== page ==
Castell Dinas Brân, Wales

The Castle, Llangollen
On the back:
“We have to gain the Victory.
That is our task.”
The Prime Minister

Google Street View.

Crowning a craggy hilltop high above Llangollen, Castell Dinas Brân – the Crow’s Fortress – is one of the most dramatically-sited and legend-haunted strongholds in the whole of Britain. Set within the corner of an Iron Age hillfort, it is one of the few surviving Welsh-built stone castles, constructed in the 13th Century by Gruffudd ap Madoc, ruler of northern Powys. . . . Surrounded by a rock-cut ditch and steep drops, [the ruins] include the remains of a gatehouse, keep, and characteristic D-shaped ‘Welsh tower’. A closer look reveals traces of features like wall-plaster, fireplaces and even en-suite toilets, demonstrating that this was once a splendid and well-appointed, as well as well-defended, fortress. Dinas Brân’s active life, however, lasted scarcely 20 years. Begun in the 1260s and abandoned and burnt by its Welsh defenders in 1277, it was then only briefly garrisoned by the English – whose commander remarked “there is no stronger castle in all Wales, nor has England a greater.” But it’s inaccessibility ensured that it was soon abandoned again to the crows which gave it its name.
The Clwydian Range and Dee Valley AONB

The remains to be seen are actually the most recent evidence of fortification. The castle stands on what was once a hillfort, one of a series common to the area. Remains of the original earthen rampart are still visible to the south east. Dinas Bran stands in what was once the Kingdom of Powys. There is some fragmentary evidence that Madog ap Gruffudd, the founder of Valle Crucis Abbey ruled from Dinas Bran. If indeed he did so, there is no archaeological evidence of this. Any fortification he had built would probably have been wooden, and the same fragmentary records claim it burnt to the ground.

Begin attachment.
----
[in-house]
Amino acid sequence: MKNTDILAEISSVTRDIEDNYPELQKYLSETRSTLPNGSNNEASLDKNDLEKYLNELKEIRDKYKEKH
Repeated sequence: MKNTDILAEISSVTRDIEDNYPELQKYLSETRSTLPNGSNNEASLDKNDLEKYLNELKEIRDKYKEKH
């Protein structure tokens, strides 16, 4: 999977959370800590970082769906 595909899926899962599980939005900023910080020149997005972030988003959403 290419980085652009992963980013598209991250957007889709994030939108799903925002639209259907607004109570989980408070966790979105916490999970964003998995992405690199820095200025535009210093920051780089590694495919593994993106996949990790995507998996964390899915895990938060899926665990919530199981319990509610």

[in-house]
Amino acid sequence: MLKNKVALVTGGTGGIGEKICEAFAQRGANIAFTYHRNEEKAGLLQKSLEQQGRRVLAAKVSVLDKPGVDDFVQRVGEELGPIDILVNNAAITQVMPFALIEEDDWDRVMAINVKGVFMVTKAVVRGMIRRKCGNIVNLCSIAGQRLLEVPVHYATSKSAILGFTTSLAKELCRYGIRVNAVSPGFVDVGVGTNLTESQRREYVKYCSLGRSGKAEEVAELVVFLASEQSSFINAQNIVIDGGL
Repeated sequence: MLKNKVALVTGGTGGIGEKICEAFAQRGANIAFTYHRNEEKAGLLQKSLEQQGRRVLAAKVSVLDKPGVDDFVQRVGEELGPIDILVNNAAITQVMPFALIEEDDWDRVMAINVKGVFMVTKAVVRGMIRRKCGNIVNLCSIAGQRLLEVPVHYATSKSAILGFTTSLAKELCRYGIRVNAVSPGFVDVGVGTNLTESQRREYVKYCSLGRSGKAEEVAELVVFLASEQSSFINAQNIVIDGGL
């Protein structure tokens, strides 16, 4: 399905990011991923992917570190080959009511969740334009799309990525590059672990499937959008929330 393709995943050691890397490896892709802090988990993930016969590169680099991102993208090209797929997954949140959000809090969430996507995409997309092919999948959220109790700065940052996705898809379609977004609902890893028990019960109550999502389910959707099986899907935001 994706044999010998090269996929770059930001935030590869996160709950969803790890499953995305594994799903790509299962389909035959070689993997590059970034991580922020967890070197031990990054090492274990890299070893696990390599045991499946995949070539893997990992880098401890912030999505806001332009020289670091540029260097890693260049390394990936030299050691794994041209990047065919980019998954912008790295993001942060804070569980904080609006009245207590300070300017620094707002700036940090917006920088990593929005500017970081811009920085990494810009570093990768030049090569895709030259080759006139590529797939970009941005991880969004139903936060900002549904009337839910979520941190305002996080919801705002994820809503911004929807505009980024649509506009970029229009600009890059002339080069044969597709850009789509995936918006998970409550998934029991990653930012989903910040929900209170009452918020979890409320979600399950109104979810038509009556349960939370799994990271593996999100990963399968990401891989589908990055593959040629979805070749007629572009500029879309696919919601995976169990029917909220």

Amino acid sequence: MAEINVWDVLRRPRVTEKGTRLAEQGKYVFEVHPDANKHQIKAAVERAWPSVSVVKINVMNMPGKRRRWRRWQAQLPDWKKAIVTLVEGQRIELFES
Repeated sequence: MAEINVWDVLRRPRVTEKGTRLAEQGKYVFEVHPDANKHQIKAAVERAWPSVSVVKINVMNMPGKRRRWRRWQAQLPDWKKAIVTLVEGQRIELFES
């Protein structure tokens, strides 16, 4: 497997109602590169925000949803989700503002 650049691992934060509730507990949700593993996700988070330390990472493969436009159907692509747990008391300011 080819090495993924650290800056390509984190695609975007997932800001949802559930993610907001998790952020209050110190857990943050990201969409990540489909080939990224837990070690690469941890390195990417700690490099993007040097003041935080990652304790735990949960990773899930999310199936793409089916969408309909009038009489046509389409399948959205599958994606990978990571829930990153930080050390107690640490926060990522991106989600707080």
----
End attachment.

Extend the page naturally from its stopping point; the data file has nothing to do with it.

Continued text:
The castle of the present ruins was probably founded by Gruffydd II ap Madog in the 1260s, in response to his alliance with Llywelyn ap Gruffud Prince of Wales.  .  .  . On Gruffydd’s death in 1269/70, Dinas Bran probably passed to his eldest son, Madoc. The rise to power in England in 1272 of Edward I, the scourge of both the Welsh and Scots led to war between the Welsh and English in 1276. Henry de Lacy, Earl of Lincoln moved into Wales through Oswestry in May 1277 with an army set on capturing Dinas Bran, only to be informed that the castle had been set on fire by the Welsh and abandoned.
Curious Clwyd: The beauty, the history, the folklore of North East Wales

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Shaky Bridge, Llandrindod Wells, Wales

Shaky Bridge, Llandrindod Wells
Postmarked 1908

Google Street View (approximate).

A former river crossing over the Ithon usually known as Shakey Bridge, but [on this picture] captioned Shaky Bridge. This rather unsafe looking structure, made of planks suspended on wires, was built in the 1890s.
People’s Collection Wales

This is a circular walk of 6.5km (5.5 miles) graded as medium. Halfway round is the popular beauty spot at Shaky Bridge – the original wire bridge across the river Ithon was dangerously shaky. There is a picnic site which can be reached from Town by road and is a setting off point to explore Bailey Einon Nature Reserve, the grass covered ruins of Cefnllys Castle andthe 14th cent. Church of St Michael.
Llandrindod Wells

Harlech Castle, Wales

Harlech Castle
Postmarked 1908
Publisher: Raphael Tuck & Sons, “Picturesque North Wales”series

Google Street View (approximate)

Harlech was completed from ground to battlements in just seven years under the guidance of gifted architect Master James of St George. Its classic ‘walls within walls’ design makes the most of daunting natural defences. Even when completely cut off by the rebellion of Madog ap Llewelyn the castle held out – thanks to the ‘Way from the Sea’. This path of 108 steps rising steeply up the rock face allowed the besieged defenders to be fed and watered by ship.

Harlech was begun during King Edward I’s second campaign in north Wales. It was part of an “iron ring” of castles surrounding the coastal fringes of Snowdonia, eventually stretching from Flint around to Aberystwyth; a ring intended to prevent the region from ever again becoming a focal point of insurrection and a last bastion of resistance. Following the fall of the Welsh stronghold of Castell y Bere, King Edward’s forces arrived at Harlech in April, 1283, and building work began almost immediately. Over the next six years an army of masons, quarriers, laborers and other craftsmen were busily engaged in construction. In 1286, with the work at its height, nearly 950 men were employed under the superintendence of Master James. The final result was a perfectly concentric castle, where one line of defenses is enclosed by another.